• November 1, 2012 at 2:54 pm
      Agent says:
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      So the Homeowners contract means nothing anymore and the Governor can just waive the provisions and declare the deductible null and void. Why would a carrier want to do business in these blue states when their contracts mean little? The customers accepted the coverage when it was written and knew what it covered and what the deductible would be if a loss occurred. Progressive Politicians are our worst nightmare and someone will have to bear the cost of this and that means me and you.

      • November 1, 2012 at 6:30 pm
        Jim says:
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        Agent,
        you made this comment at 2:54.
        JM noted in his/her comment at 2:17 that the deductible would not apply per the terms of the contract, regardless of what a politician says.
        JM’s comment was a full 37 min before you and only one person commented in between you and JM.
        So, are you an ignorant Agent, or such a slathering hater that facts don’t matter to you?
        Hate is toxic and addictive so I pray that you let hate go. Have your difference of opinion and accept others for who they are. I can think of many many nightmares worse than progressive politicians.
        Lose the drama.

      • November 2, 2012 at 8:20 am
        Brokie says:
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        Agent – I’m on your side in this one – however, Chris Christie is a progressive?

  • November 1, 2012 at 2:42 pm
    Lady Regulator says:
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    I would like to see follow up on this Cuomo adjustment. Our state has the named storm language, I do wonder if the policies in NY are named storm or hurricane. Then there’s the wind/hail deductible issue. Many carriers are going to a percent of coverage there, too.

    • November 1, 2012 at 3:27 pm
      FLagent/insured says:
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      Perhaps the hurricane deductible has different terminology in those states and would have not applied anyway. That’s why the carrier’s so readily agreed to it. So Cuomo gets all the credit for something the insurance companies would have done anyway, figures.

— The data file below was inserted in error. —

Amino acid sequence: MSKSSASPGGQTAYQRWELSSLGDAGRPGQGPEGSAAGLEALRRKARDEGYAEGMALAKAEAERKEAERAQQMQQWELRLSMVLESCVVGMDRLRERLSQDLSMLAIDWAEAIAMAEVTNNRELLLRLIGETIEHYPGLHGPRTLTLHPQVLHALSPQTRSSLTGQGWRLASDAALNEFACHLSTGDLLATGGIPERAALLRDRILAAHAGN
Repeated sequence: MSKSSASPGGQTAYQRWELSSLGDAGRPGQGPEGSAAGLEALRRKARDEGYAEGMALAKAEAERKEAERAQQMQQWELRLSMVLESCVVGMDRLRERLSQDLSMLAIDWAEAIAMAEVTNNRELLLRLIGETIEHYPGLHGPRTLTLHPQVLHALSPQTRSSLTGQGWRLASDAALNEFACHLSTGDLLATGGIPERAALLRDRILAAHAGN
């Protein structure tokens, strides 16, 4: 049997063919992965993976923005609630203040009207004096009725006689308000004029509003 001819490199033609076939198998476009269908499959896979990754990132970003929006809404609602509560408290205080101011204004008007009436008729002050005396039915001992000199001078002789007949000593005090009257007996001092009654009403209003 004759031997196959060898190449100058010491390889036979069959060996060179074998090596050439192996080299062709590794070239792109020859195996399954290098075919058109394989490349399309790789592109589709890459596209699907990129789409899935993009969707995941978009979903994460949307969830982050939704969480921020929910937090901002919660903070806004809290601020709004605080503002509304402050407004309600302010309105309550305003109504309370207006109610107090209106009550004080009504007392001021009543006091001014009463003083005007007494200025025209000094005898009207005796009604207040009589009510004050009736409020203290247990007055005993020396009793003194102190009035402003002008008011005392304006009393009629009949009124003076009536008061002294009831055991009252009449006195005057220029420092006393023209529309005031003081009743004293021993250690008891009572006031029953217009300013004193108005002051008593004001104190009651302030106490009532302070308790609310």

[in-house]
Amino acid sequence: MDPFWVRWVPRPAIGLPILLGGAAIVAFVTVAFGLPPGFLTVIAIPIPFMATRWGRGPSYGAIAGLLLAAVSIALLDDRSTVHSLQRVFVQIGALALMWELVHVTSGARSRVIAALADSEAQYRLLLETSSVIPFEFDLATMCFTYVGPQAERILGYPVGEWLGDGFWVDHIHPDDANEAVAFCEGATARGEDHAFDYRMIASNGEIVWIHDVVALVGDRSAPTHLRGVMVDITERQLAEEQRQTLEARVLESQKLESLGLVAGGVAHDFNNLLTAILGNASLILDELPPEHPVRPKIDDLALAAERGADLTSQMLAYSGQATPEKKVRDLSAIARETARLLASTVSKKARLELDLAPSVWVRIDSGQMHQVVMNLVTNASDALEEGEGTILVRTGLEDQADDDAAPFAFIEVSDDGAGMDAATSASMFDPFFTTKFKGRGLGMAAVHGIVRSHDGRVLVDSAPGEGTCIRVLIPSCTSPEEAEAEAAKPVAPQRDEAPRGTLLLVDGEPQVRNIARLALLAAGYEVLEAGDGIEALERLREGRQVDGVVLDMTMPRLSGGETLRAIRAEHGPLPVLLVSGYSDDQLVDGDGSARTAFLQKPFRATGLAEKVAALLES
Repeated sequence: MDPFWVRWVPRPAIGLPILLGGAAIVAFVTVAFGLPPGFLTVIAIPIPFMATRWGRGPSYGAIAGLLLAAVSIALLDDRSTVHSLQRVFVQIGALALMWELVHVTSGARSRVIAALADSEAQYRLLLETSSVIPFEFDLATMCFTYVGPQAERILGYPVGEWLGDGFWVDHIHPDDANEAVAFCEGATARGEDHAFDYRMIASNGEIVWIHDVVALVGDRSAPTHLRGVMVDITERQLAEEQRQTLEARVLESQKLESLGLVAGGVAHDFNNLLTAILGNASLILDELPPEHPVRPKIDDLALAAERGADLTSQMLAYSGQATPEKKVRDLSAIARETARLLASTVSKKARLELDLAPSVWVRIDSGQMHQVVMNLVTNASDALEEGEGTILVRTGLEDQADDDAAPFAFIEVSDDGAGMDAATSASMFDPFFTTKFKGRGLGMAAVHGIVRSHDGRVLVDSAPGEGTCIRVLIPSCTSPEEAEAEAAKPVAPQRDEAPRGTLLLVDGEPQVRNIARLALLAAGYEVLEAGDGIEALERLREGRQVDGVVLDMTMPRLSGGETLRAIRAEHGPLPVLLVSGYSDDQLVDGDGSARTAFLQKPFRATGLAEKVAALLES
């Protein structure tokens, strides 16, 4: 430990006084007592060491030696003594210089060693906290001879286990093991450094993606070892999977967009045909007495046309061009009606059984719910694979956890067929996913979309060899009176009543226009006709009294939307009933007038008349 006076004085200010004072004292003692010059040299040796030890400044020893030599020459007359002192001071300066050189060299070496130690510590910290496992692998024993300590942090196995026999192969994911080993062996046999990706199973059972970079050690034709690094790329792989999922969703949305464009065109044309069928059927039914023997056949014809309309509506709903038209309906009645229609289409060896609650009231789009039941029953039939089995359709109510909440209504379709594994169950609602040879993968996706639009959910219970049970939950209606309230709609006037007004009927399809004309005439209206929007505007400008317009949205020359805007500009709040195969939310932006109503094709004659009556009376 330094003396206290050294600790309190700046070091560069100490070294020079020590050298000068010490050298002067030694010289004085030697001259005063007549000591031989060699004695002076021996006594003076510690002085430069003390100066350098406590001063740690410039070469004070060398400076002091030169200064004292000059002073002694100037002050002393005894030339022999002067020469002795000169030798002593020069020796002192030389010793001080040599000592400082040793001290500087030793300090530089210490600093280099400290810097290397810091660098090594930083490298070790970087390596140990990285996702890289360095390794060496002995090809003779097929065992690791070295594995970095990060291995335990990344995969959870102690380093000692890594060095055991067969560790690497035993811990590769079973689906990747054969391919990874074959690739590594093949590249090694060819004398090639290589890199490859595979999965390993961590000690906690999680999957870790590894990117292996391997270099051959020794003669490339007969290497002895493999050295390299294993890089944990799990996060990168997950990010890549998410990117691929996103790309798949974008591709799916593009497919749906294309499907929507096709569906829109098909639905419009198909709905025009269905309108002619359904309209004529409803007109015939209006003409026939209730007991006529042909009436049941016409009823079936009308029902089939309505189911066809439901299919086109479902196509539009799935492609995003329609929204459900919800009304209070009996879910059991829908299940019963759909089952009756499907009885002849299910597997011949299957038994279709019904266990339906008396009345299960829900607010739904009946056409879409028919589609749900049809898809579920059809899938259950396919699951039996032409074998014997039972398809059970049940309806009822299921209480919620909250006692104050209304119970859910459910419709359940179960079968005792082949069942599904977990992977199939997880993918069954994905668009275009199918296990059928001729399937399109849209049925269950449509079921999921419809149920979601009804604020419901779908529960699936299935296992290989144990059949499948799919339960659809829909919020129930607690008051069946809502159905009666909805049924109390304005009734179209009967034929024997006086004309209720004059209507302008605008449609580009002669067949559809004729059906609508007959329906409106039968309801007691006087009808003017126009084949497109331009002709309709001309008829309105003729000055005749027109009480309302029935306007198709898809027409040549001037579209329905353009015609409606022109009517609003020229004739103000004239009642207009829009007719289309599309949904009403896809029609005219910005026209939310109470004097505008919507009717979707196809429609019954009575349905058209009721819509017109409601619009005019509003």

• November 1, 2012 at 3:17 pm
    sandman says:
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    Gee, if they don’t have to pay their deductible, why should I pay mine for any claim. I am sure that I can get a liberal judge to see it my way and if that doesn’t work, I can hope the claim happens in an election year!

  • November 1, 2012 at 3:52 pm
    Ron says:
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    This is nt an election year for NY Governor nor NJ Governor (Christie made the sam proclamation). If a Hurricane does not make landfall, the hurricane deductible does not apply, PERIOD. It is not that complicated and it is not political.
    The policyholders’ regular deductible will still apply. They are not completely off the hook.
    it will interesting to see if the state will approve insurers to change language to named storm instead of hurricane deductibles as Lady Regulator’s state allows. Highly unlikely in the near future.

  • November 1, 2012 at 4:01 pm
    MeIsEinstein says:
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    Governor Rick Scott should do the same in Florida next time a hurricane hits us!

  • November 1, 2012 at 4:21 pm
    JB says:
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    Now a lot of policies, especially out of the surplus lines market which has been writing more coastal NY and NJ business, have “wind and hail” deductibles which apply to a windstorm or hail loss (not a hurricane or named storm). See CP 03 20 or 21 for example which are the ISO multiple deductible forms. These policies’ deductibles should apply to windstorm damage though folks are still waiting to see what these companies say about it. They would also apply to damage from an unnamed “NorEaster” for that matter.

    If a policy has a named storm deductible, then Sandy retained its name even when it decame a post tropical depression so again the d/d would apply.

  • November 1, 2012 at 5:02 pm
    chad balaamaba says:
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    As a land locked midwesterner, I was wondering what kind of ‘get out of jail’ ruling our insurance commissioner could use if we get his with an earthquake and incur our eq deductibles, which often run 5-20%…will we be able to say the actual earthquake was 7.7, but the actual damage was caused by aftershocks, which are to be excluded from the deductibles?

    The irony here is other policyholders are eating the add’l funds the carriers will be paying out…yes, the carriers will pay first, but those costs will be drained from remaining resv funds, and since carriers cannot count on setting rate according to risk, they will ‘spread it around’ (to quote our fearless leader).

  • November 1, 2012 at 7:17 pm
    William S. Vaughn, ARM says:
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    With most property insurers having Anti-Concurrent Cause Clauses excluding any coverage for loss, not having a deductible’s only a meaningless technicality.